Balancing Act

Since starting my third (and final) year of Initial Teacher Education, I have become aware of the demands of the degree programme, in particular the ever-growing amount of independent reading. While I am enthusiastic about the subjects being taught this year (Effective Teaching and Learning, Education and Professional Studies, English as an Additional Language (option), Science and Technology (option), and Research Project), the shift in learning ownership and being able to critically analyse literature has become apparent. Although I relish being challenged, and like to think I put my all into all of my academic work. I have recently noticed that my personal life has begun to suffer. While I want to achieve the highest degree classification I possibly can, and become an inspirational teacher. I need to consider those around me who are not immersed in the wondrous world of education. I am guilty of having neglected my personal life in the past few months and may have possibly caused irreparable damage. The question now, is how can I achieve a harmonious balance between my professional and personal life - of which both are equally important.

I have always considered myself a career man, and hungry to achieve the best I can in all of my work. However, I am in a privileged position to have a great support and social network of friends and family. How can I excel in one without neglecting the other? One way I am attempting to do this, is to focus on my academic work during typical work hours (namely 9am - 5pm), and focus on my personal life in the evenings and weekends. Ultimately switching from 'Uni Dave' or 'Mr Church' to just Dave. In the past couple of weeks, this approach appears to be working (with the exception of last night, when I wrote this post!). I am therefore hopeful that I can stick to this approach without too much compromise on either side.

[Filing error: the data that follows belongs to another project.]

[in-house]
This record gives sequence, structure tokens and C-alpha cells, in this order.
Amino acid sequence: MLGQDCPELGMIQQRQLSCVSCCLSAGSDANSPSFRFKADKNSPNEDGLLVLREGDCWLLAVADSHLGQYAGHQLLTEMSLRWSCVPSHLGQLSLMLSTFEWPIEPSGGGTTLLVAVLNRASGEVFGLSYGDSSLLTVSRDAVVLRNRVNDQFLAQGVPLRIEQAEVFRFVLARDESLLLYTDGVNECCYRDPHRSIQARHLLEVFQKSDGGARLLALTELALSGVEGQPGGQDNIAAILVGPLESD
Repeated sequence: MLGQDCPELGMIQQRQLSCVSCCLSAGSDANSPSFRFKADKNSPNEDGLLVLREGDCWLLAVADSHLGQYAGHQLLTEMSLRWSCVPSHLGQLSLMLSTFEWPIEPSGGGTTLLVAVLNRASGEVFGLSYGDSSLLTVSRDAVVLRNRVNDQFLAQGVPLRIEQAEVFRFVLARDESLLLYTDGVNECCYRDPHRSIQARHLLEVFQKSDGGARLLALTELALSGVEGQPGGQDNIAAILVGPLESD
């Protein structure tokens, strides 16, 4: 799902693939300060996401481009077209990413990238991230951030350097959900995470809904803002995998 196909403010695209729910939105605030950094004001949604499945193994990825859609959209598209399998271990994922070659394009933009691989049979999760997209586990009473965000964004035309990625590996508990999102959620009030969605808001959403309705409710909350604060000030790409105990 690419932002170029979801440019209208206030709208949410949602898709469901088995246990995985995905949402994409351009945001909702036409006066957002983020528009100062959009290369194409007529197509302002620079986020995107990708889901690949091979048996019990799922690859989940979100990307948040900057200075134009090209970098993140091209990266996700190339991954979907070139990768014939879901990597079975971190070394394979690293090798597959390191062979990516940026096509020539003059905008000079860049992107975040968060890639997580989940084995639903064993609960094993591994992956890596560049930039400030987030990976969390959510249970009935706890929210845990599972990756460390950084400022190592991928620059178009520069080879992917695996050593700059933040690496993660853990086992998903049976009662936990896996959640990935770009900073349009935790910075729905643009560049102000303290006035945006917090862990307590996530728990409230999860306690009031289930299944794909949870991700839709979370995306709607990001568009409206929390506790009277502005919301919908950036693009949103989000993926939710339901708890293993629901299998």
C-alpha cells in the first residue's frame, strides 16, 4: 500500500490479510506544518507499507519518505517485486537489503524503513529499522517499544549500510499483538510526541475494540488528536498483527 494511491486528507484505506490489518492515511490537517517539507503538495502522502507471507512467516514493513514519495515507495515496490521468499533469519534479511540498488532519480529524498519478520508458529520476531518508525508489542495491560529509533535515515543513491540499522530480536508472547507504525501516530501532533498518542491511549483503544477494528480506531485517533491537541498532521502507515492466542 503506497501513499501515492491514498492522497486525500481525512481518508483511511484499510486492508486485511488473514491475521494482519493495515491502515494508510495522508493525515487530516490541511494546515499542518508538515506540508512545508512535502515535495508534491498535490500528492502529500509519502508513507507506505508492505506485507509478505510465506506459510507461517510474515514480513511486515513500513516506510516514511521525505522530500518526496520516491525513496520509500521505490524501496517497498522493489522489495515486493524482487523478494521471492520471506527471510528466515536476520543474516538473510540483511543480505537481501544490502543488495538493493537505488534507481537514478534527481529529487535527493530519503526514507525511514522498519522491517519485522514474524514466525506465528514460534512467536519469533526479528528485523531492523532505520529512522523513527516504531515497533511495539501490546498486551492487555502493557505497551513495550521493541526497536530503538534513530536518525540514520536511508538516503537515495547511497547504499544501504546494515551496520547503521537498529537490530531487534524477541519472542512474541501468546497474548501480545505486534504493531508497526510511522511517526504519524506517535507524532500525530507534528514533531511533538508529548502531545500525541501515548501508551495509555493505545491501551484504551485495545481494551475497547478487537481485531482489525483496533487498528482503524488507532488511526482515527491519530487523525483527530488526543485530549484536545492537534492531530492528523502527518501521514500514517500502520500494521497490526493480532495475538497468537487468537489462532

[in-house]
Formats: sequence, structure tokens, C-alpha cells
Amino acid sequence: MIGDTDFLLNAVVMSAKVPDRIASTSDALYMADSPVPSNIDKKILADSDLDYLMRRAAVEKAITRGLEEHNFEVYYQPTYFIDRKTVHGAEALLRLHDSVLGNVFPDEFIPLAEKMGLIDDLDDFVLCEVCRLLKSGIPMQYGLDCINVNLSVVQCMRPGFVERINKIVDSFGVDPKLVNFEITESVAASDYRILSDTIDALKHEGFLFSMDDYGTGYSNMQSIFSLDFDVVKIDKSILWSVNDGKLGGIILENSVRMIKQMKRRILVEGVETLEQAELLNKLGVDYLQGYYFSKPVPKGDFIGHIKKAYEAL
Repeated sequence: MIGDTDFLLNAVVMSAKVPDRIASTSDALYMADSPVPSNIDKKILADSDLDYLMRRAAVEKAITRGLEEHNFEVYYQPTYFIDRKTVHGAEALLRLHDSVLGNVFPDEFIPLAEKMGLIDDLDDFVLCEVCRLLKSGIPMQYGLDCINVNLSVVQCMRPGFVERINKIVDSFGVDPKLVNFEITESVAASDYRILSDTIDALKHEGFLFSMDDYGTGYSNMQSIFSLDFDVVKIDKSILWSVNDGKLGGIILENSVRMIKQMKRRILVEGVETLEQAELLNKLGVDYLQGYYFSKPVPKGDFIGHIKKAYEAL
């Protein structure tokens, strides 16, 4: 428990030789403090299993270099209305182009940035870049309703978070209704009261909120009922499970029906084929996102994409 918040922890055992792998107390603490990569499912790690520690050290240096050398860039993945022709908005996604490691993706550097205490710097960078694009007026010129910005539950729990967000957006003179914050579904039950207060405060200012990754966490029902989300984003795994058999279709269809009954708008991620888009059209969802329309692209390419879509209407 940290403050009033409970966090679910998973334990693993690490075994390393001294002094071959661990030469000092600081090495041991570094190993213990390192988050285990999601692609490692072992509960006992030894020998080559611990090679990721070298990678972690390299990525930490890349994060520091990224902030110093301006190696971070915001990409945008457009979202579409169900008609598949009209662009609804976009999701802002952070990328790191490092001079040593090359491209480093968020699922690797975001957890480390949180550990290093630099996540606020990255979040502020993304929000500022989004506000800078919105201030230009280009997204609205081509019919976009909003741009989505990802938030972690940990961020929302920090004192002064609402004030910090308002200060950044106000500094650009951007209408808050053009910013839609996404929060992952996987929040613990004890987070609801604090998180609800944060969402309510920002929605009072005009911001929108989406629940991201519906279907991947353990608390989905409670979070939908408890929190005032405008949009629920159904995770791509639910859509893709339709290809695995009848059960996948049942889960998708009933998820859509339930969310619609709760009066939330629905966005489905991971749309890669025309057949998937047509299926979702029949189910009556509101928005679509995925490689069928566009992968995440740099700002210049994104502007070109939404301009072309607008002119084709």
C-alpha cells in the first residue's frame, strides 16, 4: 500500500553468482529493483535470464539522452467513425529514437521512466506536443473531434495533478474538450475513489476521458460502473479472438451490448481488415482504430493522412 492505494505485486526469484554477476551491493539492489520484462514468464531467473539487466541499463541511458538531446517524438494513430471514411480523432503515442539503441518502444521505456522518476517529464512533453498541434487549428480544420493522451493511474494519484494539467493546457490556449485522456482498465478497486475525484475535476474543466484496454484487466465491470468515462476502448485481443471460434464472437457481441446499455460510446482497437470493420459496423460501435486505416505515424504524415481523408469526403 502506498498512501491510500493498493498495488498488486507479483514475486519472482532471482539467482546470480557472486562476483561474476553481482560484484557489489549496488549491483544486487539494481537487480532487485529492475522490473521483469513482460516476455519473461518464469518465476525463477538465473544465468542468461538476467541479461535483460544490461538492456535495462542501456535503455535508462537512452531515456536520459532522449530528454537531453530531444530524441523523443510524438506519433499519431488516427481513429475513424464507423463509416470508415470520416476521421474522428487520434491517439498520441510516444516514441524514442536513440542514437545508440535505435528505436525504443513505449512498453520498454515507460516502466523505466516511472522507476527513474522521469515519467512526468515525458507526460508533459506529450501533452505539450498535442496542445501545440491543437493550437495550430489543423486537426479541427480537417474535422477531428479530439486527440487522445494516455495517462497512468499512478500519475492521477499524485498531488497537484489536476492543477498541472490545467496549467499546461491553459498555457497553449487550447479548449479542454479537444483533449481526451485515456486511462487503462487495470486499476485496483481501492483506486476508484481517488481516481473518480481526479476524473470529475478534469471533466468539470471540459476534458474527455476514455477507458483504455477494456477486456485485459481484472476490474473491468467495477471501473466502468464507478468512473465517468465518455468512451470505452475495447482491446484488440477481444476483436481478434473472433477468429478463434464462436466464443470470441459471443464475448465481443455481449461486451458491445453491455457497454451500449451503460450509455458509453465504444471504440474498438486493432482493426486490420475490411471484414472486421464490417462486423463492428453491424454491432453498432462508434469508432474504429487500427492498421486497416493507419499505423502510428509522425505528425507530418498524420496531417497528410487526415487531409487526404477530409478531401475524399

I guess the proof will come when I receive feedback on written assignments this year - will they achieve the academic success I strive for? Equally, will I still make it to the pub regularly and socialise with my friends outside of the demands of university? I know I'll try my hardest at this too. Afterall, "all work and no play makes Jack [Dave] a dull boy".